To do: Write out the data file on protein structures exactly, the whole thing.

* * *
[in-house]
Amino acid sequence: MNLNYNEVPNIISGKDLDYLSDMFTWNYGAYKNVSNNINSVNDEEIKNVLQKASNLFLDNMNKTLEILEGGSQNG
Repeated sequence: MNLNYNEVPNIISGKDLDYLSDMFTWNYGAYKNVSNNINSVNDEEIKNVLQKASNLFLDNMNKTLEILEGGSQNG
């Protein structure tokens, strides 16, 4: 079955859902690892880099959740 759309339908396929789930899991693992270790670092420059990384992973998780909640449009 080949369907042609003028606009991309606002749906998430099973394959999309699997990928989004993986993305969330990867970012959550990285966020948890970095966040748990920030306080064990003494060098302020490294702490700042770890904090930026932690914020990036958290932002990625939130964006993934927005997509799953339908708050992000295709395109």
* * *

[in-house]
Amino acid sequence: MNLNYNEVPNIISGKDLDYLSDMFTWNYGAYKNVSNNINSVNDEEIKNVLQKASNLFLDNMNKTLEILEGGSQNG
Repeated sequence: MNLNYNEVPNIISGKDLDYLSDMFTWNYGAYKNVSNNINSVNDEEIKNVLQKASNLFLDNMNKTLEILEGGSQNG
């Protein structure tokens, strides 16, 4: 079955859902690892880099959740 759309339908396929789930899991693992270790670092420059990384992973998780909640449009 080949369907042609003028606009991309606002749906998430099973394959999309699997990928989004993986993305969330990867970012959550990285966020948890970095966040748990920030306080064990003494060098302020490294702490700042770890904090930026932690914020990036958290932002990625939130964006993934927005997509799953339908708050992000295709395109």